Pension predictions for 2015
Thanks to wide-ranging pension reforms, changes to the property market with the Help to Buy mortgage guarantee and the Mortgage Market Review (MMR), plus rock-bottom savings rates, it's fair to say 2014 was a tricky year for personal finance.
But what will 2015 bring? Moneywise put that very question to three of the personal finance world's leading experts to give us their predictions for the year ahead.
Tom McPhail is head of pensions research at Hargreaves Lansdown
For several reasons, 2015 is likely to be a watershed year. The most critical development will be the introduction of the new access freedoms from 6 April.
We know already that these changes have stimulated a significant upsurge in pension saving. Just in the six months since the Budget, Hargreaves Lansdown has seen a 37% increase in new money being saved into pensions, compared to the same period last year.
What we don't know is how investors will take advantage of the new freedoms. Undoubtedly, some will take all their money out of their pension in one go – in a survey we commissioned, 12% of investors said they plan to do this; however, some would end up paying substantial amounts of tax if they were to do this.
We also know that hundreds of thousands of retiring investors are deferring taking any benefits from their retirement fund, waiting to see what the final rules are and what products and options are available to them.
We don't know for sure what they will do; how many will use annuities, how many will use drawdown, a mix of the two or some new as yet unknown retirement income product. Many pension schemes and providers won't be ready for the new reforms, so one worry we have is that when investors do ring up on the 6 April or shortly afterwards to ask for their money, they may be disappointed.
We may also see some abuse of the new rules, with over-55s still in employment using the new freedoms to wash up to £10,000 a year of salary through their pension to scoop up some free tax relief and to avoid National Insurance. The Treasury is staying tight-lipped about this issue but they must be worried.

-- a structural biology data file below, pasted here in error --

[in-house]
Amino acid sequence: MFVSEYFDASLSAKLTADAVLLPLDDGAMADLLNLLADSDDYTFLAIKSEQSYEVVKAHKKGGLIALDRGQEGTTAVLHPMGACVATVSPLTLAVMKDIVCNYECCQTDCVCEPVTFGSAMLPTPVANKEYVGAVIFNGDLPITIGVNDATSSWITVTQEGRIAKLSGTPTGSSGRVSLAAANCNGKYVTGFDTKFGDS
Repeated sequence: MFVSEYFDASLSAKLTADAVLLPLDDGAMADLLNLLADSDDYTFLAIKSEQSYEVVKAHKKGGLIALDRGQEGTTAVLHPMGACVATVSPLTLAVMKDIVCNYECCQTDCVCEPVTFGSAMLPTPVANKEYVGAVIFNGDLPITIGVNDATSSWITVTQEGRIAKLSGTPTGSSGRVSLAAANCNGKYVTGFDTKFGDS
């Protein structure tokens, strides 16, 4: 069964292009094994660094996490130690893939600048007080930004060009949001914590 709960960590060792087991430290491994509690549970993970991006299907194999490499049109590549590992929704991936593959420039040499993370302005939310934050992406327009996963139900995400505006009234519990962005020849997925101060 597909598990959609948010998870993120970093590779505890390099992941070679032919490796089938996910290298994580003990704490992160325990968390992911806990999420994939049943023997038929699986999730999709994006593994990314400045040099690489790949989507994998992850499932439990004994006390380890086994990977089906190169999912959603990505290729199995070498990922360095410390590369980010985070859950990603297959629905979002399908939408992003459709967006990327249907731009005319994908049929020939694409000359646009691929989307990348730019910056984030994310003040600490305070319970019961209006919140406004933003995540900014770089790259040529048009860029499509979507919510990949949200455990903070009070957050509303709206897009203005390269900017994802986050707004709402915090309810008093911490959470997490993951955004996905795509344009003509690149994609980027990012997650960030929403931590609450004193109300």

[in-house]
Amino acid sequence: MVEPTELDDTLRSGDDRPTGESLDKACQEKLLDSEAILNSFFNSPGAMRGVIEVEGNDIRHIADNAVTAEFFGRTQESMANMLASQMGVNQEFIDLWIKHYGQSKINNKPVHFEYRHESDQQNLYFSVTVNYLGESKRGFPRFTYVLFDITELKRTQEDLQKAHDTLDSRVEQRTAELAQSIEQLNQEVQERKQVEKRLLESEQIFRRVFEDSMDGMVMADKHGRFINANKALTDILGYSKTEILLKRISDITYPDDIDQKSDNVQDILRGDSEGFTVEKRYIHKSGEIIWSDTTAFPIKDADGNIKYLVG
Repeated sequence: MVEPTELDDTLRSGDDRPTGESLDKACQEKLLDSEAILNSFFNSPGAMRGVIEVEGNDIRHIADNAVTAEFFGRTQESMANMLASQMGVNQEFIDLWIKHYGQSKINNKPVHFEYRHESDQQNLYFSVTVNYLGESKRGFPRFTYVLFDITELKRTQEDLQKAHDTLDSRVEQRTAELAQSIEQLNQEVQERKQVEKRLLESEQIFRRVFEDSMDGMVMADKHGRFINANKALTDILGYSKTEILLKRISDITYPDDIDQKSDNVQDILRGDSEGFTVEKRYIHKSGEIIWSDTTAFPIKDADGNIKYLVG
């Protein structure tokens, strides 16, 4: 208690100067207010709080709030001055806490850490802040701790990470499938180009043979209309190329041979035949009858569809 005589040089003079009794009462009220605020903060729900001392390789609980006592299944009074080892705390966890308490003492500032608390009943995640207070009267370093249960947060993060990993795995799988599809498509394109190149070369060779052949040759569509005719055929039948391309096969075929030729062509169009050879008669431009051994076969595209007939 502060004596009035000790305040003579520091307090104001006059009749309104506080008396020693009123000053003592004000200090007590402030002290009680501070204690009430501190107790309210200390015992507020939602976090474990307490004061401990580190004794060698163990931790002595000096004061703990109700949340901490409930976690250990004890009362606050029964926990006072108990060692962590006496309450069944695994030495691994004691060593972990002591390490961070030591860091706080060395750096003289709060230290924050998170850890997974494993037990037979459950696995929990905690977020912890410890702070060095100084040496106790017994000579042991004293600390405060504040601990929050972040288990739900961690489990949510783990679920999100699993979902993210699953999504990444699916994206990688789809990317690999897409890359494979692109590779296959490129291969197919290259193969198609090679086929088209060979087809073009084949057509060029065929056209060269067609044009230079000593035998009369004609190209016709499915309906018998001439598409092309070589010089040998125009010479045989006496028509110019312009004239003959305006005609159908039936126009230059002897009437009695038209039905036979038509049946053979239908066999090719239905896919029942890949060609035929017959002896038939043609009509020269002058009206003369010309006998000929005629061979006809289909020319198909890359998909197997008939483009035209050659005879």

Early in the new year we should see the launch of the Treasury-sponsored free retirement guidance service, delivered by The Pensions Advisory Service and the Citizens Advice Bureaux. Details of the service are still being worked on but it will be free and available face to face, over the phone or via the internet.
The General Election is a huge unknown. We've got no idea who will be forming the next government and what they might do to our pensions, in terms of tax breaks, contribution limits and access. It would be optimistic to expect things not to change – we know Labour isn't happy with a lot of the new freedoms, so perhaps a Labour government would impose restrictions.
A scheme originally established in 1944 to provide protection against sickness and unemployment as well as helping fund the National Health Service (NHS) and state benefits. NI contributions are compulsory and based on a person’s earnings above a certain threshold. There are several classes of NI, but which one an individual pays depends on whether they are employed, self-employed, unemployed or an employer. Payment of Class 1 contributions by employees gives them entitlement to the basic state pension, the additional state pension, jobseeker’s allowance, employment and support allowance, maternity allowance and bereavement benefits. From April 2016, to qualify for the full state pension, individuals will need 35 years’ of NI contributions.